February 13, 2019 01:56 pm Sheri Porter Washington, D.C. – At the National Rural Health Association's Rural Health Policy Institute held here Feb. 5-7, an afternoon breakout session on maternity care on the opening day revealed some sobering statistics.
For instance, attendees learned that since 2011, 134 rural hospitals have dropped obstetric services and 18 rural hospitals offering obstetrics have closed.
That means that in the past eight years, 152 rural communities across the country have lost access to maternity care.
Panelist Amanda Howard, a senior analyst at the Charter Center for Rural Health, shared additional information about what what's going on nationally with the OB crisis in rural communities, and she provided some context about various pressures rural hospitals face.
"There are a variety of financial pressures from Medicare and Medicaid exerting downward pressure on rural hospital markets," said Howard. And unfortunately, policies associated with both of those public systems "disproportionally affect rural hospitals," she added.
Howard noted that 46 percent of rural hospitals are operating at a loss in 2019, and that percentage has been steadily increasing over each of the past several years.
Other hospitals are barely hanging on, with operating margins of 1 percent to 2 percent -- "razor thin margins," said Howard. "That's been a huge driver of the 95 rural hospital closures since 2010," she added.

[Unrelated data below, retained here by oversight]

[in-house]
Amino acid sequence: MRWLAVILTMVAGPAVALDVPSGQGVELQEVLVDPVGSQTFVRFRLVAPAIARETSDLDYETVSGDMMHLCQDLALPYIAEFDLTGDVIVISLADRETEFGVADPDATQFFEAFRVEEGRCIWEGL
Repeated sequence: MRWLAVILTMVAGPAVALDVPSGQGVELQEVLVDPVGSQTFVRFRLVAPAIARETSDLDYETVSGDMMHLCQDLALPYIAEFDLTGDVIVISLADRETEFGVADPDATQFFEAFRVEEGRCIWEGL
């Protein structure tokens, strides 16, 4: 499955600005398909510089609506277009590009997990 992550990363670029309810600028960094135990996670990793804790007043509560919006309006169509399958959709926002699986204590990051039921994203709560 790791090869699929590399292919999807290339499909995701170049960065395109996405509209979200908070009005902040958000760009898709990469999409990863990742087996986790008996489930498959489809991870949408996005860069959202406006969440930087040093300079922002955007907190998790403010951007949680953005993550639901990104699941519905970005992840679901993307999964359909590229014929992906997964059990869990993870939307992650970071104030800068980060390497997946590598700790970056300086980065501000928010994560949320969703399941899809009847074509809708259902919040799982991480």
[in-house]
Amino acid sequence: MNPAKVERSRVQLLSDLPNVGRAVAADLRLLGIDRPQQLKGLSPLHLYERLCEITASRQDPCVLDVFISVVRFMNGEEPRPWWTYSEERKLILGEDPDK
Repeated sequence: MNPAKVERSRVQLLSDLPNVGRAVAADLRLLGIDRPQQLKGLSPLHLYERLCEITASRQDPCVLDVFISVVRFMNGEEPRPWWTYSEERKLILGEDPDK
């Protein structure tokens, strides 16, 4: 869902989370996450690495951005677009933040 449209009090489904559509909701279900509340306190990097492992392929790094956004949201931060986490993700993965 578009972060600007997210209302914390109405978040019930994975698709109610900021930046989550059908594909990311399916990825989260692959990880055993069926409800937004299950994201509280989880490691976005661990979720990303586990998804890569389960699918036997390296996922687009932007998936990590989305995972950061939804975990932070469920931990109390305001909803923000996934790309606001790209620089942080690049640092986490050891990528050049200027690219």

A panel discussion during the recent Rural Health Policy Institute focused on issues associated with rural hospital closures and the provision of maternity care.
In the past eight years, 152 rural communities across the country have lost access to obstetric services.
Panelist and AAFP President John Cullen, M.D., discussed the success of his practice and the rural hospital in Valdez, Alaska, and noted that the ability to provide maternity care, including cesarean sections, has increased the overall level of services physicians in his community are able to provide.
What's more, hospitals are terminating some service lines to make up for losses.
"One of those particularly vulnerable is OB," said Howard. In fact, 54 percent of hospitals that eliminated OB were in the red. She spoke of "maternity deserts" -- the three states with the lowest access to OB services -- New York, Florida and Virginia.
And she pointed out that not a single rural hospital in Florida provides OB services. Zero.
The very real impact on patients is that they must travel further for care. "When you're trying to get to the nearest hospital, that extra 30 minutes makes a tremendous impact," said Howard.
After that avalanche of stark reality, co-panelist and AAFP President John Cullen, M.D., of Valdez, Alaska, took to the podium to share the success his practice has had in a community of 4,000 that sits 300 miles away -- six hours by car -- from the nearest tertiary-care hospital.